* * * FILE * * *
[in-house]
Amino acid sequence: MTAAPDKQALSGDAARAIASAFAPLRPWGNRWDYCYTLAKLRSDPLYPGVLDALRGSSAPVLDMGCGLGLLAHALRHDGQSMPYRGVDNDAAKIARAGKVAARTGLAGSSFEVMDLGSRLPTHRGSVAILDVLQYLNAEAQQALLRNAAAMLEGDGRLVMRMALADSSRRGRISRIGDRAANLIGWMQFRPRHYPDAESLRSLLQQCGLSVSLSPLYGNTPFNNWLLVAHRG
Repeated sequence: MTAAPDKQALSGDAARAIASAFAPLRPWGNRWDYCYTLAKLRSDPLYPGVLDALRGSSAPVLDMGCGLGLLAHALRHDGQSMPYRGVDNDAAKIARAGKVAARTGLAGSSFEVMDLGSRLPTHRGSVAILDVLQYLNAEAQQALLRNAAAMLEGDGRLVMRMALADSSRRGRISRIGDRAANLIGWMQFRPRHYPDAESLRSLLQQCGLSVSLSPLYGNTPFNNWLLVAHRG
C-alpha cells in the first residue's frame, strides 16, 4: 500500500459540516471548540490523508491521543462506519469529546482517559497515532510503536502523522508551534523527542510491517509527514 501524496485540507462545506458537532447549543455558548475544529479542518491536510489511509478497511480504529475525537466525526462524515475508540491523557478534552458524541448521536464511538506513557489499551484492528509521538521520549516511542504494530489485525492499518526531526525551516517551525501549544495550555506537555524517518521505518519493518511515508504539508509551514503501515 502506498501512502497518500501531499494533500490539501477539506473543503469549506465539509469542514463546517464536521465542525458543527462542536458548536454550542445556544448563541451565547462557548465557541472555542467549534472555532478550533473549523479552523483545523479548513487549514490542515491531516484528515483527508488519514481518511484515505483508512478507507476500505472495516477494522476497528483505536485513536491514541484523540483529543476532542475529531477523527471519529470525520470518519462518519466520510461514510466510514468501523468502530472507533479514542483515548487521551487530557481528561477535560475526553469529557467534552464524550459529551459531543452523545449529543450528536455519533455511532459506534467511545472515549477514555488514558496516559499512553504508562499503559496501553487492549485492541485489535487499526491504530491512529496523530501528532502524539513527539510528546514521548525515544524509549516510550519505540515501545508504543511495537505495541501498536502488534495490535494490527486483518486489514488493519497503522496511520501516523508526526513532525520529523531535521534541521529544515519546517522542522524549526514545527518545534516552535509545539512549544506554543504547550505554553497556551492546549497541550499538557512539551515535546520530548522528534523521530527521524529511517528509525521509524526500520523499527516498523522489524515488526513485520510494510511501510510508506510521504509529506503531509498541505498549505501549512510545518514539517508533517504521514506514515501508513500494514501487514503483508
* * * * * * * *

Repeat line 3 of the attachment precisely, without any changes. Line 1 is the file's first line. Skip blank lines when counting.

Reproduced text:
Repeated sequence: MTAAPDKQALSGDAARAIASAFAPLRPWGNRWDYCYTLAKLRSDPLYPGVLDALRGSSAPVLDMGCGLGLLAHALRHDGQSMPYRGVDNDAAKIARAGKVAARTGLAGSSFEVMDLGSRLPTHRGSVAILDVLQYLNAEAQQALLRNAAAMLEGDGRLVMRMALADSSRRGRISRIGDRAANLIGWMQFRPRHYPDAESLRSLLQQCGLSVSLSPLYGNTPFNNWLLVAHRG